Is It Right To Say That The Month Of Safar Is Filled With Misfortunes?
· Today, majority of the Muslims are subjected to superstitions. One of them is that calamities and bad omens abound throughout the month of Safar.
· In the month of Safar, they avoid many acts, declaring them forbidden.
· Safar was generally thought of as the month of calamities by Arabs. However, the tales concerning evil omens in the Islamic month of Safar al-Muzaffar persist even in this time of development and improvement.
· In Islam, there isn't a single cursed day, week, or hour. Rather, when Allah (SWT) created the months, days, and dates, He did not make any of them ominous.
By Kaniz Fatma, New Age Islam
23 September 2022
Regrettably, the majority of Muslims worldwide ignore Islamic teachings. As a result, they have a lot of superstitions. One of them is that calamities and bad omens abound throughout the month of Safar. They declare many acts forbidden in the month of Safar. But in Islamic teachings, there is no basis for treating this month so negatively. While discussing this, we'll also point out what Safar means and why it was given that name, concluding that it's incorrect to think that the month of Safar is full of bad luck.
Safar is a second Islamic or Urdu month. It follows the first month of Muharram, the tenth day of which is widely known across India and abroad as the Day of Ashura when many historical events took place, and notably Imam Hussain, the grandson of the Final Prophet Muhammad (peace be upon him) was martyred by some of the greatest oppressors of the history.
Literally the word Safar in the Arabic language has several meanings, one of which is “to be empty”. Let's consider this meaning and then ask why the second Islamic month was named Safar. There are numerous responses, some of which include the following:
As soon as the month of Safar started, it was customary for Arabs to leave their homes in order to travel and engage in combat. As a result their homes fell vacant. This is why the [Arabic] phrase صفر المكان (‘Safar-a-Al-Makaana’ which means ‘the house has become empty’) is used. (Tafsir Ibn Kathir, under Surah At-Taubah, verse 36).
The Arabs would raid other tribes and leave them empty and without belongings, which is another explanation given for why Safar was given its name. (Lisan-ul-Arab, volume 1, page 2204)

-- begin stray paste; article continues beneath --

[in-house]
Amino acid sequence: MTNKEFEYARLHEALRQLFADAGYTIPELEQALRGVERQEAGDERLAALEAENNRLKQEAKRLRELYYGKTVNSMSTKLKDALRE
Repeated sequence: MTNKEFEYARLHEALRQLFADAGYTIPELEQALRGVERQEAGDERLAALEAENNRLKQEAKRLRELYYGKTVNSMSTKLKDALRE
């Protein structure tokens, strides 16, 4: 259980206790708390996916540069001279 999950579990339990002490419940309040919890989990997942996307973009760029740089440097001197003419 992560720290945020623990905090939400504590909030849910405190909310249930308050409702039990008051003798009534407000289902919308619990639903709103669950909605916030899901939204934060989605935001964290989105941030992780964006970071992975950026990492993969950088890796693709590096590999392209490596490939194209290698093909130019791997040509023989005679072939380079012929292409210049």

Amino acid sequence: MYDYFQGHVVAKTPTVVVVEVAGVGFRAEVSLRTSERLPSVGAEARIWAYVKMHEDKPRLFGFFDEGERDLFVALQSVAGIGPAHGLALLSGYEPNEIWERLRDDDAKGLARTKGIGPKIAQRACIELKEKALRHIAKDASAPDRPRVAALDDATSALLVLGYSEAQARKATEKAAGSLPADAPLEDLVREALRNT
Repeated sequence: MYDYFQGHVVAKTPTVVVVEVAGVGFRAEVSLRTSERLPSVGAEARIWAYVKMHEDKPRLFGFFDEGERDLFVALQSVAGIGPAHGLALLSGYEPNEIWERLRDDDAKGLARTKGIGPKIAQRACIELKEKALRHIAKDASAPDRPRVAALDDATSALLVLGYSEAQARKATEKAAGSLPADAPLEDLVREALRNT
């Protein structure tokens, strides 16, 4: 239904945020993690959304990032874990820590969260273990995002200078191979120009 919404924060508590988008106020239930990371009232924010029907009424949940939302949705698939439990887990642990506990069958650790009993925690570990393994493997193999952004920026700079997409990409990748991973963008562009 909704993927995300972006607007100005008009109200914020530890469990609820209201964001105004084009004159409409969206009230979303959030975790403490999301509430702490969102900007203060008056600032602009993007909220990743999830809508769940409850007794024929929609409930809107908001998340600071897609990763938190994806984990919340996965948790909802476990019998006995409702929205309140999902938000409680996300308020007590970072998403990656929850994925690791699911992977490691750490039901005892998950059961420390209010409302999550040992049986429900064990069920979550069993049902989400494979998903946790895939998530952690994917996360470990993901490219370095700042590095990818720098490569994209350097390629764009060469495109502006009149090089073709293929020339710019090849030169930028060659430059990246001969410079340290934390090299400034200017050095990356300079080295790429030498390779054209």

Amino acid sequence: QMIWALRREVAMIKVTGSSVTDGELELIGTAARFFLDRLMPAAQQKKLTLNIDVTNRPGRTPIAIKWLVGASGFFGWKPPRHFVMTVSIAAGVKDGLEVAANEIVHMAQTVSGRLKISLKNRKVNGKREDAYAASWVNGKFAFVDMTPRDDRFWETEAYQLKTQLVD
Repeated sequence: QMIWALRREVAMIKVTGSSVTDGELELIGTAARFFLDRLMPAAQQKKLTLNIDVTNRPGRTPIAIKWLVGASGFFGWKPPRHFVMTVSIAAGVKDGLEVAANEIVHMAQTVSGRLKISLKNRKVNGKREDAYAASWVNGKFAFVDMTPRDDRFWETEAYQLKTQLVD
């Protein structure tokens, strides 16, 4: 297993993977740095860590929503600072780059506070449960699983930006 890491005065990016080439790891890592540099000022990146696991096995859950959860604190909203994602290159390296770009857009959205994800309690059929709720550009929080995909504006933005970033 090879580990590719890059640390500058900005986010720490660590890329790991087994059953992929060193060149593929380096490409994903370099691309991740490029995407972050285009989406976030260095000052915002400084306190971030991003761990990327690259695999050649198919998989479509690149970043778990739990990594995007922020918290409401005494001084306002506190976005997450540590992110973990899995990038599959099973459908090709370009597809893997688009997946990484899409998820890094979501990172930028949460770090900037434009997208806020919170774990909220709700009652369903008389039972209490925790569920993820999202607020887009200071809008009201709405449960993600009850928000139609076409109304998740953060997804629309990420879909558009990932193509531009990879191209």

One claim is that the Arabs would amass food and drink supplies in a city called Safariyyah, leaving their homes [in this month] empty in the process. (Umda-tul-Qaari, vol. 7, under Hadith 1564, p. 110)
The Arabs also referred to the month of Safar as "Naajir" and "Safar-us-Saani." As per Allamah Jalal-ud-Deen Suyuti Shaafi (d. 911 AH),
“Safar and Muharram were both referred to as "Safarayn" in the days of ignorance because neither month had a common name. Similar to how they referred to Rabi'ul-Awwal, Rabi'us-Saani, Jumadal-Oola, and Jumadal-Ukhra, the Arabs likewise called these two months (Muharram and Safar) Safar-ul-Awwal and Safar-us-Saani”(Al-Muzhir fi Uloom al-Lughah, vol. 1, p. 300)
Safar is also known as Safar Al-Khayr (the one with goodness) and Safar Al-Muzaffar (the successful one) because it is blessed.
How Did The Arabs Treat The Month Of Safar In The Days Of Ignorance?
Even though they acknowledged the sacredness and respect of the holy months, it was customary for Arabs to engage in war during the age of ignorance. They would falsely take away the holiness of one month and give it to another. They would carry on fighting in the month of Muharram by transferring the sanctity of Muharram to Safar. They would designate Safar as a sacred month in place of Muharram. Furthermore, they would transfer Safar's sanctity to Rabi'-ul-Awwal if they deemed the need to do so and declare war to be legal during Safar. In this way, the holiness would permeate every month of the year, and the distinctiveness of the sacred months no longer remained.